Amol Bhandage

Forskare vid Institutionen för medicinsk cellbiologi, Forskargrupp Bryndis Birnir

E-post:
amol.bhandage[AT-tecken]mcb.uu.se
Besöksadress:
Husargatan 3
751 23 Uppsala
Postadress:
Box 571
75123 Uppsala

Detta stycke finns inte på svenska, därför visas den engelska versionen.

http://orcid.org/0000-0002-7116-0939

Detta stycke finns inte på svenska, därför visas den engelska versionen.

Alcoholism and excitatory and inhibitory signalling in the human brain

Glutamate and γ-aminobutyric acid (GABA) are the principal excitatory and inhibitory neurotransmitters in the CNS where they can activate ionotropic glutamate (iGlu - AMPA, kainate and NMDA) and GABA-A receptors, respectively, which are modulated by many types of drugs and substances including alcohol. Using real time quantitative polymerase chain reaction, I have shown that iGlu and/or GABA-A receptor subunits were expressed in the hippocampus dentate gyrus (HDG), orbitofrontal cortex (OFC), dorsolateral prefrontal cortex (DL-PFC), central amygdala (CeA), caudate and putamen of the human brain and their expression was altered by chronic excessive alcohol consumption (Jin et al., 2014a, 2014b; Bhandage et al., 2014). It indicates that excitatory and inhibitory neurotransmission may have been altered in the brain of human alcoholics. It is possible that changes in one type of neurotransmitter system may drive changes in another. These brain regions also play a role in brain reward system. Any changes in them may lead to changes in the normal brain functions.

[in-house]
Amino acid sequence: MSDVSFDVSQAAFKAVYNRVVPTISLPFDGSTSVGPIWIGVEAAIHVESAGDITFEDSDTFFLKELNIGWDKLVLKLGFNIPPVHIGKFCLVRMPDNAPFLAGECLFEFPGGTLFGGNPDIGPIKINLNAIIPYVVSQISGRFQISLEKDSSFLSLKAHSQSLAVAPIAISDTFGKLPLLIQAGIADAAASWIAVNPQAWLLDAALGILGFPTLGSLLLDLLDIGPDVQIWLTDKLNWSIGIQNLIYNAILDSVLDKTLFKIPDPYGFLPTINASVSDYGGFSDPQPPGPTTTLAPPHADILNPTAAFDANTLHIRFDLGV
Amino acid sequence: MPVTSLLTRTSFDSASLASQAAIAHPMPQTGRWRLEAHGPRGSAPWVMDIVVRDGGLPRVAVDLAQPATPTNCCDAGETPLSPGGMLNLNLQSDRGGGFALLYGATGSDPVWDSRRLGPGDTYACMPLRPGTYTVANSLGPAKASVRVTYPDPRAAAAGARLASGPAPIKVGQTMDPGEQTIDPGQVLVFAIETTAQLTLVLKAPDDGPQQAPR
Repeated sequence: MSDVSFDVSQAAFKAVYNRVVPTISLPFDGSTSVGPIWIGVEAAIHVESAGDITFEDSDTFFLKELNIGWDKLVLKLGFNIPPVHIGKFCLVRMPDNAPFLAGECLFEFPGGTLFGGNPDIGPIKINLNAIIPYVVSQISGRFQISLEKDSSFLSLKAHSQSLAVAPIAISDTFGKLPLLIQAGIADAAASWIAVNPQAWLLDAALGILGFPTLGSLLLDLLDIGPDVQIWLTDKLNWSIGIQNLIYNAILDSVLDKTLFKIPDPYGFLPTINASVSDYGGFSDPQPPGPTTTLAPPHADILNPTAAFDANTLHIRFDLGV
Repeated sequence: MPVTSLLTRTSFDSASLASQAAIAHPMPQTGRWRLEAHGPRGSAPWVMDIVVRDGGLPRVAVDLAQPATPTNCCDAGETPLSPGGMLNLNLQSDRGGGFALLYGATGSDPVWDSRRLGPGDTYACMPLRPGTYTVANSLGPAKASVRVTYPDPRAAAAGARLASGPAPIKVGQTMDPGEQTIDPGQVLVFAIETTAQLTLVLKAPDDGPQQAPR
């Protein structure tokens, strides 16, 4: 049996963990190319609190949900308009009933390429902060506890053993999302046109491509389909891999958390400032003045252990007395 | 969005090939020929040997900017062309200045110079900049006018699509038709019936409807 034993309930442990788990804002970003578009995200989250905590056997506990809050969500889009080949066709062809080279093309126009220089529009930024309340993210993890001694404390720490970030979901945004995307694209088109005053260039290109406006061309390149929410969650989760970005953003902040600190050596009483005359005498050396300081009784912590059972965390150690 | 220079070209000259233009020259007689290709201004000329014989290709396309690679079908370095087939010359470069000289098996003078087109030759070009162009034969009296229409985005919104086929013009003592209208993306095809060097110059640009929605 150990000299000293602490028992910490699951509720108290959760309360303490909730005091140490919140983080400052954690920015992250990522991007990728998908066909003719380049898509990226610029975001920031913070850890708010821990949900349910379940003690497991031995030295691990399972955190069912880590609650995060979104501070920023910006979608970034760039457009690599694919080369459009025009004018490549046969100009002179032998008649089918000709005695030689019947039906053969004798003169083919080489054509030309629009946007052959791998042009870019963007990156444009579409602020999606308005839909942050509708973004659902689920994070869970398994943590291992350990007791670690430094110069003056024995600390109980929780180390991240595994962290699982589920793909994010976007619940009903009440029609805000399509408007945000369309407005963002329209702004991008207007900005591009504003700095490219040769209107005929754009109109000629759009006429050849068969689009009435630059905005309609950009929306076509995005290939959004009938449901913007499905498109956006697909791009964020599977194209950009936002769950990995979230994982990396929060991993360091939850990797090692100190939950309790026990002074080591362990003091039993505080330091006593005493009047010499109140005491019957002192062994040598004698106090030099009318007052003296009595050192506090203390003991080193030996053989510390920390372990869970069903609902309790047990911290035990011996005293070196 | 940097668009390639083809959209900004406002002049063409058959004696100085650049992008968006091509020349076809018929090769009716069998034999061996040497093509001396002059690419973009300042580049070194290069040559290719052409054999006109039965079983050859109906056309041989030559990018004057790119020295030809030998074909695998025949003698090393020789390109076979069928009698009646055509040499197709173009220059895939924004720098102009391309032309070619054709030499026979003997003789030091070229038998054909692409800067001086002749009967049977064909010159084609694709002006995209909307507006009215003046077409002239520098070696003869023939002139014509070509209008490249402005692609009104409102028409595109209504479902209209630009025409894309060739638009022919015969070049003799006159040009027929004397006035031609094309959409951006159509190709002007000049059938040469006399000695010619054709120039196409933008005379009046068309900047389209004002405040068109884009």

Neurotransmitter signalling in immune cells and effects of physiological and pathological conditions

Apart from the CNS, neurotransmitters - glutamate and GABA are also present in the blood and can be synthesized by immune cells. They may act as immunomodulators of circulating immune cells and can affect immune function through glutamate and GABA receptors. My research is focused on functional characterization of neurotransmitter receptors i.e. GABA-A and ionotropic glutamate receptors in immune cells, more specifically in T cells. I found that T cells from human, rat and mouse lymph nodes expressed the mRNAs and proteins for specific GABA-A receptor subunits. GABA-evoked transient and tonic currents recorded using the patch clamp technique demonstrate the functional GABA-A channel in T cells (Mendu et al., 2012). Furthermore, the mRNAs for specific iGlu, GABA-A and GABA-B receptor subunits and chloride cotransporters were detected in peripheral blood mononuclear cells (PBMCs) from men, non-pregnant women, healthy and depressed pregnant women (Bhandage et al., 2015, 2016). The results indicate that the expression of iGlu, GABA-A and GABA-B receptors is related to gender, pregnancy and mental health and support the notion that glutamate and GABA receptors may modulate immune function. Intra- and interspecies variability exists in the expression and it is further influenced by physiological conditions. Apart from this, I have characterized expression of calcium channels – VGCCs and CRACs in these immune cells (Unpublished data).

T1D: I have studied immunological aspects of T1D in relation to neurotransmitter signalling. I have studied expression of ion channels – GABA-A, AMPA, NMDA, Kainate, VGCC, CRAC; GABA-B receptors, chloride transporters, GABAergic system (GAT, GAD, GABA-T and other molecules) in T1D immune cells and found very interesting results. Several of these molecules were altered in T1D immune cells. Functionally, GABA has inhibited the proliferation and cytokine secretion profile of T1D immune cells (Unpublished data)

Kontakta katalogansvarig vid den aktuella organisationen (institution eller motsv.) för att rätta ev. felaktigheter.

Amol Bhandage
Senast uppdaterad: 2021-03-09